8 a.m.-2 p.m. Saturday, June 19. Free. Embarcadero Ferry Terminal Plaza and Ferry Plaza Farmers Market at the Ferry Building, between Embarcadero and Market Streets, S.F. megablacksf.org/juneteenth 

Music at Grace Presents: Juneteenth: A Celebration of Freedom

Grace Cathedral hosts a live-streamed presentation of Black music from the great altar, featuring Oakland DJ Nina Sol. Her selection of gospel, R&B, jazz, Afro-Caribbean and other celebratory sounds pays homage to artists and musicians who have helped shape American music.

Celebrate Juneteenth at MoAD

The Museum of the African Diaspora celebrates Juneteenth with a day of virtual programs highlighting Black women in rock ’n’ roll, Black social dances and more. From 11 a.m. to 12:30 p.m. the museum hosts a “Rock ’n’ Roll Heretics: Shredding While Black and Female” roundtable, focusing on Black female rock guitarists. Participants include author Sikivu Hutchinson, singer-songwriter Samantha “GhettoSongBird” Hollins, Atlanta performer Gabriella “Guitar Gabby” Logan and 19-year-old musician Zorrie Petrus.

From 2 to 3:30 p.m., Oakland dance educator Traci Barlow hosts a part lecture, part dance party celebration of the different eras of the Black experience, highlighting the aesthetic, culture and liberation behind Black social dances.

The program wraps up at 4-5 p.m. with a panel discussion on the origins of Juneteenth and its historical and current political significance.

11 a.m.-5 p.m. Saturday, June 19. Free, donations encouraged. Register in advance at moadsf.org

5th Annual Marin City Juneteenth Festival 2021

Celebrate the holiday with food vendors and a variety of live music and entertainment offerings. Support Black businesses during the event’s African Marketplace, featuring natural hair and body care products, art, jewelry and more.

11 a.m.-6 p.m. Saturday June 19. Free, donations encouraged. George Rocky Graham Park, 850 Drake Ave., Sausalito. juneteenthcommunityfestival.info

Bay Area Mural Program Presents: Art Clash

The Bay Area nonprofit plans to host a street art competition and festival for guests of all ages. During the event, local artists will compete by creating spray paint and brushwork pieces around the theme “The Oakland Experience … What’s Your Imprint?,” vying for a $1,000 prize. Work created during the event will then be auctioned off, with 75% of profits going directly to the artist. The event is also set to feature DJ sets, live performances and food vendors.

Noon-6 p.m. Saturday, June 19. Free. 7th West, 1255 Seventh St., Oakland. linktr.ee/BAMPart

Juneteenth at Bayview Opera House

The Bayview Opera House presents its first outdoor event since the start of the pandemic, featuring live drumming from Batuci, a dance number from Feline Finesse, poetry from Queen Niyah, music by XPress and GoodBrutha, and blues and jazz by Pat Wilder and her band.

1-3 p.m. Saturday, June 19. $20, free for Bayview Opera House community members. Bayview Opera House, 4705 Third St., S.F. bvoh.org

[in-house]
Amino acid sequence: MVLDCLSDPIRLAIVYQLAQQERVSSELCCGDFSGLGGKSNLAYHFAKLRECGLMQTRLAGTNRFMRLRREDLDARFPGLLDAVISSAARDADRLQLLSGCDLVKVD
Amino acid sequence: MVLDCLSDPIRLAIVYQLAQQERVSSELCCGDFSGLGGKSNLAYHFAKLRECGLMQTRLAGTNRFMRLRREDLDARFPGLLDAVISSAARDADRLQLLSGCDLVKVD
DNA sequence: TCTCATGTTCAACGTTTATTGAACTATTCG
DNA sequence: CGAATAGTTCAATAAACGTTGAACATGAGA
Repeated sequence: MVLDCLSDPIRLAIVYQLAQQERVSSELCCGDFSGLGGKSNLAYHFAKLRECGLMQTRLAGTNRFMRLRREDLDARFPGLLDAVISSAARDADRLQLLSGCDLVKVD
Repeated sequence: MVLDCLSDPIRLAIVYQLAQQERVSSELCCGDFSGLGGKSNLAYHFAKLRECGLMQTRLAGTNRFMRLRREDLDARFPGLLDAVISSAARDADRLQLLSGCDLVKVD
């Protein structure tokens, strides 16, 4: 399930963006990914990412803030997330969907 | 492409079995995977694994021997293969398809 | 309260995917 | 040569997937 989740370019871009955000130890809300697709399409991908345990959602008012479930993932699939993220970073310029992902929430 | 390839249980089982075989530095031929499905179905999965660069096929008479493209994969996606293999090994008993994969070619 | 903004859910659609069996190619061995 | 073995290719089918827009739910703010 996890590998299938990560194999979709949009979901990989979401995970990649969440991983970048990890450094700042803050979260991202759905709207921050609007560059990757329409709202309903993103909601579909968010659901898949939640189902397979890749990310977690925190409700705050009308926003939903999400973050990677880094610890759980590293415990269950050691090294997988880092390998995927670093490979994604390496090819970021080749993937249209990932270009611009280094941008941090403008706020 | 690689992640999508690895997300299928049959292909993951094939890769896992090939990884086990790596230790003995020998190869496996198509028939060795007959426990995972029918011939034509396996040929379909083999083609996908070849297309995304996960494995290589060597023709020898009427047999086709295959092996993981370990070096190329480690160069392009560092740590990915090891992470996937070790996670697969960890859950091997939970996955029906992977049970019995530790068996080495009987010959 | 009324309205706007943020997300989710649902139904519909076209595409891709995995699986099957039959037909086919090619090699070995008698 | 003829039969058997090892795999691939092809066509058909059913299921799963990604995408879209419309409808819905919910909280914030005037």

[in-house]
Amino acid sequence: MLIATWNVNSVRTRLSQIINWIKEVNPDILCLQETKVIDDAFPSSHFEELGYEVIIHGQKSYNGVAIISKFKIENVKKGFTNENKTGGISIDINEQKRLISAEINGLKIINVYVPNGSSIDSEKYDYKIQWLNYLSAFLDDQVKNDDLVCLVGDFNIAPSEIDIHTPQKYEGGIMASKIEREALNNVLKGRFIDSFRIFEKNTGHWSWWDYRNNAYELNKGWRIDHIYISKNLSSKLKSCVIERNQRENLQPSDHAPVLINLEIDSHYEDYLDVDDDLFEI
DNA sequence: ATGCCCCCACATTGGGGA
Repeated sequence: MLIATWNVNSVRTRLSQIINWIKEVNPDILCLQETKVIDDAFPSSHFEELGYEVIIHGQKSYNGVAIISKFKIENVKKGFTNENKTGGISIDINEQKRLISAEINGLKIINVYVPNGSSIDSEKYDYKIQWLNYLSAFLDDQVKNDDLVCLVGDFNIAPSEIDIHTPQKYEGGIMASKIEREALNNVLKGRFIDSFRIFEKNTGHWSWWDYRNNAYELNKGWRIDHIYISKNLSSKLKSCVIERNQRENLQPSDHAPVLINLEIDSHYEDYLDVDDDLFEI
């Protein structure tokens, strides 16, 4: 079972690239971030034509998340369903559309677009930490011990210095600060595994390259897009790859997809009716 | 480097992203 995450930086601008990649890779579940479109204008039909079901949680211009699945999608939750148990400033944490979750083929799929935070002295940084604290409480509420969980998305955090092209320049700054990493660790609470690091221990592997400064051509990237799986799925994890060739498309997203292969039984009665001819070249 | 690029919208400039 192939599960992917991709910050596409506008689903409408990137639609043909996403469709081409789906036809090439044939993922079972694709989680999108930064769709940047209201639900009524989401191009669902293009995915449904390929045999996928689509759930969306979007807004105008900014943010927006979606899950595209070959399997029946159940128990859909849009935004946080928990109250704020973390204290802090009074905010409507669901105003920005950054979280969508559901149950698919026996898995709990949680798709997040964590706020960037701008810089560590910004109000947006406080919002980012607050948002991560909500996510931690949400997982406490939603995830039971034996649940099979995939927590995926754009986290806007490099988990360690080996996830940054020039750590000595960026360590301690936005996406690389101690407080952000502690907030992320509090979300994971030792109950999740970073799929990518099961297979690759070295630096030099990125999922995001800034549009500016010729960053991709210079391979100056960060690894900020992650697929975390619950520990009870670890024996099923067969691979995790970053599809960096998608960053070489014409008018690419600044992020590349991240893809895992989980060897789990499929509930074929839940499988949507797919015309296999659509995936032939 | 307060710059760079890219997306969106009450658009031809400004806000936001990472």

Sonoma County’s 51st MLK/Juneteenth Community Festival Celebration

Sonoma County invites participants of all ages for a virtual celebration of Juneteenth. Typically hosted at Martin Luther King Jr. Memorial Park in Santa Rosa, the event is known as a day for the community to come together to honor the civil rights leader’s contributions, as well as the significance of Juneteenth.

1-3p.m. Saturday, June 19. Free, registration required. sonomacountyjuneteenth.com

Juneteenth: A Rainbow Revival

Bluegrass Pride presents an evening of musical performances, curated by Brandi Pace of nonprofit Decolonizing the Music Room, highlighting the contributions of Black queer, trans and non-binary folks to roots music and the Pride movement. Scheduled performers include Sunny War, Jake Blount, Yasmin Williams, Jackie & Resa and Stephanie Anne Johnson.

3 p.m. Saturday, June 19. Free, donations encouraged. bluegrasspride.net

The Marsh Presents: ‘Not a Genuine Black Man’

The San Francisco theater company presents a one-night-only, live-streamed performance of the longest-running solo show in San Francisco theater history by award-winning actor, playwright and talk show host Brian Copeland. The show, streaming on the MarshStream platform, recounts Copeland’s struggles growing up in one of the most racist suburbs in America.

7:30 p.m. Saturday, June 19. $15-$100, sliding scale. Registration closes one hour before the show. themarsh.org

San Francisco Juneteenth Weekend 2021

S.F. Black Wallstreet will host its second annual Juneteenth celebration. This is one of many weekend events taking place in San Francisco from June 17 to 20, including a kickoff event and rally on the steps of City Hall, (1 Dr. Carlton B. Goodlett Place, S.F.) from noon to 3 p.m. on June 17, and City Hall illuminated in red, green and black on the night of June 19 in honor of the occasion.

11 a.m.-5 p.m. Sunday, June 20. Free. Gilman Playground, 903 Gilman Ave., S.F. sanfranciscojuneteenth.com

Story by Kiki Monifa.. Calendar producer Anne Schrager contributed to this story.